“AMOLED televisions clearly represent the future. They are preferred by consumers for their superior performance, they are more energy efficient and the process technology we’re licensing allows them to be manufactured much more cost effectively,” said David B. Miller, president, DuPont Electronics & Communications, in the press release. “We look forward to helping make the promise of AMOLED television a commercial reality at a price point that is within reach for the mass consumer market.”
AMOLED displays deliver vivid color, higher contrast, faster response and a wider viewing angle than traditional Liquid Crystal Displays, while consuming less power. AMOLED technology has been well received for small size displays such as in mobile phones, but cost has been a major barrier to the adoption of AMOLED technology for televisions up to this point.
DuPont has developed a proprietary solution-based printing technology that efficiently dispenses liquid OLED materials that it has developed to optimize display yields and performance. The process is designed to significantly cut production costs for television-sized displays when compared to the current methods of producing AMOLED or LCD displays.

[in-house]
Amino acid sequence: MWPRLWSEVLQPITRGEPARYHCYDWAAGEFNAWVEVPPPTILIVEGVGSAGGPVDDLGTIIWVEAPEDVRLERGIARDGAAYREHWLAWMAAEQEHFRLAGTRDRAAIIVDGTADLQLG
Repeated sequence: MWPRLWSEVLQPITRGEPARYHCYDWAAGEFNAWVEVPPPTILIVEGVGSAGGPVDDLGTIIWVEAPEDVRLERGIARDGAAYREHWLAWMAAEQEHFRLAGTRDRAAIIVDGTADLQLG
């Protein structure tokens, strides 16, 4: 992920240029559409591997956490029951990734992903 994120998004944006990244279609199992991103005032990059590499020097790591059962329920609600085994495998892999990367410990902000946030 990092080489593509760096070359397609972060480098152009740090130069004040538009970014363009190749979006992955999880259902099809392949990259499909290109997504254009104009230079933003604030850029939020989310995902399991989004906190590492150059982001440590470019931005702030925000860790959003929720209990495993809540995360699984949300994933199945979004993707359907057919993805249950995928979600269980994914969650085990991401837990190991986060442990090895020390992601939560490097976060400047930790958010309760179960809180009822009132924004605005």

“Over the last several years, DuPont has used its substantial resources as a market-driven science company to solve significant technical challenges associated with the cost-effective manufacture of AMOLED displays. As a result, DuPont has developed a unique manufacturing process and innovative materials tailored to work with it,” said William F. Feehery, global business director, DuPont Electronics & Communications, in the press release. “By licensing display manufacturers to make AMOLED displays using DuPont process technology, we will also build a business selling proprietary DuPont OLED materials.”
Based on industry estimates, the AMOLED television market is projected to grow to over $5 billion by 2017.
For more information on DuPont AMOLED technologies, please visit http://oled.dupont.com.
MacDailyNews Take: Hmm. Makes you wonder, doesn’t it?
[Attribution: Engadget. Thanks to MacDailyNews Reader “Me” for the heads up.]
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